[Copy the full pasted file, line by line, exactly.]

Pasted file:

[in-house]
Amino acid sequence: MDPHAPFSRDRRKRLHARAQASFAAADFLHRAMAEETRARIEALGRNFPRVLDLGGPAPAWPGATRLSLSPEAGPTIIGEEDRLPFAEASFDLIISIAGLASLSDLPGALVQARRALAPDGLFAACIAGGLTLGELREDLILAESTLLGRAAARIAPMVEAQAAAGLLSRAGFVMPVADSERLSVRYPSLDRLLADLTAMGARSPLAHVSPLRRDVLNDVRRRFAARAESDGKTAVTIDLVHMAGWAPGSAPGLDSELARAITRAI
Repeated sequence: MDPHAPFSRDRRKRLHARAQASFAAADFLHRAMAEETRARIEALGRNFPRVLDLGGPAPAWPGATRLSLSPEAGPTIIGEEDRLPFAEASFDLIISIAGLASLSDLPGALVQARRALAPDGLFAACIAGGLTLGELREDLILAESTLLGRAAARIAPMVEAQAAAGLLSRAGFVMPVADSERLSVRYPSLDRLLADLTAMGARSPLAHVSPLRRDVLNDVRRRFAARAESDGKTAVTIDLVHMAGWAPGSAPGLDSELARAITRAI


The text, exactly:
[in-house]
Amino acid sequence: MDPHAPFSRDRRKRLHARAQASFAAADFLHRAMAEETRARIEALGRNFPRVLDLGGPAPAWPGATRLSLSPEAGPTIIGEEDRLPFAEASFDLIISIAGLASLSDLPGALVQARRALAPDGLFAACIAGGLTLGELREDLILAESTLLGRAAARIAPMVEAQAAAGLLSRAGFVMPVADSERLSVRYPSLDRLLADLTAMGARSPLAHVSPLRRDVLNDVRRRFAARAESDGKTAVTIDLVHMAGWAPGSAPGLDSELARAITRAI
Repeated sequence: MDPHAPFSRDRRKRLHARAQASFAAADFLHRAMAEETRARIEALGRNFPRVLDLGGPAPAWPGATRLSLSPEAGPTIIGEEDRLPFAEASFDLIISIAGLASLSDLPGALVQARRALAPDGLFAACIAGGLTLGELREDLILAESTLLGRAAARIAPMVEAQAAAGLLSRAGFVMPVADSERLSVRYPSLDRLLADLTAMGARSPLAHVSPLRRDVLNDVRRRFAARAESDGKTAVTIDLVHMAGWAPGSAPGLDSELARAITRAI